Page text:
The Northwest BC Resource Benefits Alliance (RBA) publicly released its submission to the provincial government’s Rural Development Strategy public engagement process. The RBA points out that to be effective, the Rural Development Strategy must provide real solutions to the challenges faced by rural communities and those solutions must be flexible enough to respond to unique challenges in different rural regions.
“The RBA fully supports development of a Rural Development Strategy for BC that will bridge the urban-rural divide and create sustainable communities across all of rural BC,” says Bill Miller, RBA Chair and Chair of the Regional District of Bulkley-Nechako. “However, it’s vital to develop a strategy that takes the needs and circumstances of different rural regions into account.”
“The Northwest is unique in terms of the potential high level of major project activity that we are already having to prepare for with inadequate local government revenues,” says Phil Germuth, RBA Co-Chair, Chair of the Regional District of Kitimat-Stikine and Mayor of the District of Kitimat. “That doesn’t even take proposed LNG projects into consideration, which have required significantly more dollars than our local governments have. Our experience from the past decade of hyper-activity has left the Northwest woefully unprepared for even more activity in the future.”
The RBA submission recommends that the provincial government:
Develop a framework for rural development that is flexible enough to meet the needs of different regions.
Ensure the work done to create the Rural Development Strategy includes adequate research on existing conditions in different regions of the province.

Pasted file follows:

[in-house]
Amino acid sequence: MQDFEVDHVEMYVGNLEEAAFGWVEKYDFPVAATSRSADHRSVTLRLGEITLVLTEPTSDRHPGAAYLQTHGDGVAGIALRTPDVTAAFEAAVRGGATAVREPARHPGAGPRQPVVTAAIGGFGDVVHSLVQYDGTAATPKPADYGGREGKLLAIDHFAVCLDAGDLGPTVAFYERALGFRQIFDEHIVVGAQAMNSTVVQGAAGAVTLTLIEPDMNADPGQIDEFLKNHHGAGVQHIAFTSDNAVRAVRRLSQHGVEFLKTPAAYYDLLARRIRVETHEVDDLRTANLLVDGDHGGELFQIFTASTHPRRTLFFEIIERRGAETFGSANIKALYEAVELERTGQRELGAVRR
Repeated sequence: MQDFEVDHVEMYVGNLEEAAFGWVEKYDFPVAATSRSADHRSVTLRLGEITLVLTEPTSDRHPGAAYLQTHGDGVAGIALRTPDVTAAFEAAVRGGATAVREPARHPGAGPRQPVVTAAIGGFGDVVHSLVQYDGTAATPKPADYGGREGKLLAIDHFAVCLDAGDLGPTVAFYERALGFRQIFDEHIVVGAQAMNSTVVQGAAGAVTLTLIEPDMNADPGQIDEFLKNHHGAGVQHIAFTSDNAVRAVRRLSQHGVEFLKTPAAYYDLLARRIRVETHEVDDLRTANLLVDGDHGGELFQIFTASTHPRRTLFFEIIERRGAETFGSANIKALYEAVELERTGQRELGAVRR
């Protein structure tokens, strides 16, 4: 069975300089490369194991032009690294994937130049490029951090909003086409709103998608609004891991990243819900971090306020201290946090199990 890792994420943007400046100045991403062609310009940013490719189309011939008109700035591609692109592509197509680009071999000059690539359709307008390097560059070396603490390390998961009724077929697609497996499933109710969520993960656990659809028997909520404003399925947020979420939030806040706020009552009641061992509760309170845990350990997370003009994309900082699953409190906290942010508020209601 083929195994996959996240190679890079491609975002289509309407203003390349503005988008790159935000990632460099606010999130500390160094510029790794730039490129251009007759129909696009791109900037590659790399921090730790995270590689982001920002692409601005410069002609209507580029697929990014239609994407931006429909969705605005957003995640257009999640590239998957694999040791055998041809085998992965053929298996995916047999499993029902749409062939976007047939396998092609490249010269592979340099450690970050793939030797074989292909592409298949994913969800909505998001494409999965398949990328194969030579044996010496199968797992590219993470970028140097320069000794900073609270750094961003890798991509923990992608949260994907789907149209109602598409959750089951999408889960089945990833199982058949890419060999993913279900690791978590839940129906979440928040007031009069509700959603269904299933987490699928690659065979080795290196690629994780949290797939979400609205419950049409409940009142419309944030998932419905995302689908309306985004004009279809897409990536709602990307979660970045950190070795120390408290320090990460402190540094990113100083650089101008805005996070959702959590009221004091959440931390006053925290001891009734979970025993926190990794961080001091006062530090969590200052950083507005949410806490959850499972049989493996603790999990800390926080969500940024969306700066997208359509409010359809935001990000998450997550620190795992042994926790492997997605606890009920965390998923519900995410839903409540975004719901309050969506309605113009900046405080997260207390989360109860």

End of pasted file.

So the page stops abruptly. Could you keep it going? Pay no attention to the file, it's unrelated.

Make sure the strategies developed take into account the level of current and potential economic activity within different regions, with a focus on translating that activity into sustainable communities.
Recognize that the benefits of economic development in rural areas must improve the long-term sustainability of rural communities.
Commit to working closely with groups, such as the RBA, in each region to formulate a governance model for a particular region.
Use the proposal put forward by the RBA as a pilot project to develop and test strategies to support sustainable economic development and sustainable communities in rural BC.
We applaud the province for its prompt attention to rural development, as it has been neglected for so many years,” says Barry Pages, RBA Co-Chair and Chair of the North Coast Regional District. “However, the existing $25 million available through the Rural Dividend program is totally inadequate to deal with the problems faced by rural communities, and we look forward to continuing to work with the province to develop a new strategy that works for each region in rural BC.”
Although a benefits sharing agreement has yet to be reached, the RBA continues to meet and work with the provincial government to find a solution fit for the Northwest.